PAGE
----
Chris Pine has been in a lot of excellent films over the years. Seeing him in The Contractor reminded me that not every film will be excellent. That’s not to say that The Contractor isn’t a good film… it is. It just isn’t at the same level as the other films that we’ve seen him in. The film reminds me of the the types of movies we saw the action stars of the 80s and 90s doing in the early 2000’s. It is still fun to watch, but it wasn’t as good as it could have been. Part of my reason for feeling that way isn’t the film itself but the trailer and I think it is important to discuss this aspect of the movie.
It is still getting worse, but for the past decade there’s been an increasing trend when it comes to movie trailers. Gone are the days of Don LaFontaine giving us masterful movie trailers. Today, trailers are miniature cuts of the film. I always laugh when people get upset of movie spoilers, even though I’m one of those people. The reality is that films are spoiled as soon as the trailer is released. Instead of creating intrigue, they tell us the story and set our expectations. I’m not sure that I’ve seen a good trailer in the past decade. Sure, they generate a lot of buzz and get everyone talking, but good movie trailers just don’t exist anymore. The ones that don’t ruin the story fail to properly setup the story. The people making movie trailers would benefit from having a conversation with the people who write the blurbs for book jackets.
Anyways, enough of that rant. The trailer for The Contractor was the reason why I decided to watch the film. I went in expecting an action flick and I got that in the end, but 50% of the film was drama rather than action and that wasn’t advertised. It wasn’t conveyed. I watched the movie through the lens of the trailer. That is what set my expectations and, based on that, it was a let down. However, when I read the production notes and look at the film through that lens, it is a fantastic movie. My message to everyone making movies – fire the people making your trailers… they are all awful at their jobs.
Back to The Contractor. The film is billed as a classic action flick, but the production notes clearly speak to a much more nuanced film, a film with depth and substance. Reflecting on the film, I can see that now, but I always try to frame my films for the best possible viewing experience. If I’m in the mood for an action flick, I watch a movie billed as an action movie. If I need a laugh, I watch a comedy. In this case, I settled in for a solid action film and, looking at this as an action film, it simply didn’t live up. Looking at this as a military drama and the relationships that are formed, it was a fantastic film. So that begs the question, “How do I review it?”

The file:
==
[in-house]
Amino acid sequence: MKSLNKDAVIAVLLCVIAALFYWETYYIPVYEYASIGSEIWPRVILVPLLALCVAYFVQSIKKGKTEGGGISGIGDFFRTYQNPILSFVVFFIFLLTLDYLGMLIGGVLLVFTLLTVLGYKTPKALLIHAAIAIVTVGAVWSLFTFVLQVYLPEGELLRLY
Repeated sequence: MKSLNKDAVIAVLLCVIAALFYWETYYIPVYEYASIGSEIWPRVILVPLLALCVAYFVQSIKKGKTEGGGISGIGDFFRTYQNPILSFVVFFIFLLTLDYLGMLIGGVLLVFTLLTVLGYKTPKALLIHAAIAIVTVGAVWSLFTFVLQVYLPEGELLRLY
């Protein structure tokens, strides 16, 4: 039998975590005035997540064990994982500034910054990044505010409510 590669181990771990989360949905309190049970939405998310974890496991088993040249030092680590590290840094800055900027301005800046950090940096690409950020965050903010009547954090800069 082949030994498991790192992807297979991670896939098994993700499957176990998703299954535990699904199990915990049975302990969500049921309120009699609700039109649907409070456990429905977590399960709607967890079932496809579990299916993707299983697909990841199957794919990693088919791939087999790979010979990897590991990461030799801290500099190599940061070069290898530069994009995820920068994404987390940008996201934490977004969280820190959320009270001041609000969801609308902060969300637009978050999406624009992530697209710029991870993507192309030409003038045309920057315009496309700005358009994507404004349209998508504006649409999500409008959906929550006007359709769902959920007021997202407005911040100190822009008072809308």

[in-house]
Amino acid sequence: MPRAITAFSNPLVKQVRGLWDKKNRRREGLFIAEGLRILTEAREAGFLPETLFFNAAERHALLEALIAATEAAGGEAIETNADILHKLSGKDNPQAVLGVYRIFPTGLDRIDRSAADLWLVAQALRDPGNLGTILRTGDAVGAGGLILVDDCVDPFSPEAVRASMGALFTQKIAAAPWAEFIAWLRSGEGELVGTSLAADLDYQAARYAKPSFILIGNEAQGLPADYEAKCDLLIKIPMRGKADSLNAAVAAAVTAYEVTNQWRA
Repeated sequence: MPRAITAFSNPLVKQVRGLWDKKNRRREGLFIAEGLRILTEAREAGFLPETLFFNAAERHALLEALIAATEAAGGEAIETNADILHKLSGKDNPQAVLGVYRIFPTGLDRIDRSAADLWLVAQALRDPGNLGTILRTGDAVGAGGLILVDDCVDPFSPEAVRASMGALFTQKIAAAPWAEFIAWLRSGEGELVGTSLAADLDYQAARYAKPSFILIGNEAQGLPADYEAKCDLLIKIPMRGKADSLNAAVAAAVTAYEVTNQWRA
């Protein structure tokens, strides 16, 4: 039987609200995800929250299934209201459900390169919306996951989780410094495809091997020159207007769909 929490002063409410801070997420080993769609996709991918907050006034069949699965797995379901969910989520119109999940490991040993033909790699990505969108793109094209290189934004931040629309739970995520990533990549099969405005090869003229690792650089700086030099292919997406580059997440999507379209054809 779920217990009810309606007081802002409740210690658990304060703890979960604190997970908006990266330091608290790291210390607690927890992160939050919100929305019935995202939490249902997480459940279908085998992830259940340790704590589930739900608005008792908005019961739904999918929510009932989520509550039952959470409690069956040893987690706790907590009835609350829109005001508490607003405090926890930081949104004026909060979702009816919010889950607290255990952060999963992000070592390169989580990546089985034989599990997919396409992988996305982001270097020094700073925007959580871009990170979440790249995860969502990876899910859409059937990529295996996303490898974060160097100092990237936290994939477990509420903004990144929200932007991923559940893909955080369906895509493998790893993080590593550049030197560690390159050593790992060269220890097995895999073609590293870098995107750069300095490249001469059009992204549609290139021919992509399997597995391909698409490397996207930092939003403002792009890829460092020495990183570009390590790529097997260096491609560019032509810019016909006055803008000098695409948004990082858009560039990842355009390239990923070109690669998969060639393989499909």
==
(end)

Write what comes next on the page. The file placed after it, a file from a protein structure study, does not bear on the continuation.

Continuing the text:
In the film, Chris Pine plays a struggling soldier whose life is upended as he leaves the service unexpectedly. In financial troubles, he turns to a friend for advance and goes into the private sector, working as a military contractor. The setup plays out for a very long time and if you’re expecting action, prepare to be disappointed. If you want an interesting character study, then you’ll probably enjoy the film. After what feels like forever, but is really about half the film’s running time, the action finally kicks off. Then, I got the action that I was expecting and found myself really drawn in. So, set your expectations appropriately and you’ll likely really enjoy the film.
There are two standout scenes in my eyes, both of which involve Chris Pine. One involves him and Ben Foster at a major turning point in the film. Midway through the sequence they end up in a sewer and the two of them are absolutely fantastic. It was a highlight of the film. The other involves JD Pardo, an actor that I love who doesn’t appear on screen nearly enough. Pardo’s short lived sequence in the film is capped with a beautiful moment that had me tear up just a little.
At the end of the day, I recommend watching this film. It is really enjoyable. I beg you, however, to set your expectations appropriately and realize that this isn’t John Wick or The Expendables. This isn’t non-stop action and contains a lot of dramatic elements. They are excellent and well done, but can be disappointing if you don’t set your expectations appropriately.
The Contractor will be released in theaters, on digital, and on demand on April 1.
Movie title: The Contractor
Movie description: Chris Pine stars in the action-packed thriller as Special Forces Sergeant James Harper, who is involuntarily discharged from the Army and cut-off from his pension. In debt, out of options and desperate to provide for his family, Harper contracts with a private underground military force. When the very first assignment goes awry, the elite soldier finds himself hunted and on the run, caught in a dangerous conspiracy and fighting to stay alive long enough to get home and uncover the true motives of those who betrayed him. Also starring Kiefer Sutherland, Ben Foster, Gillian Jacobs and Eddie Marsan.
Date published: 2022-04-01
Director(s): Tarik Saleh
Actor(s): Chris Pine, Ben Foster, Gillian Jacobs, Eddie Marsan, JD Pardo, Florian Munteanu, Kiefer Sutherland
Genre: Action, Thriller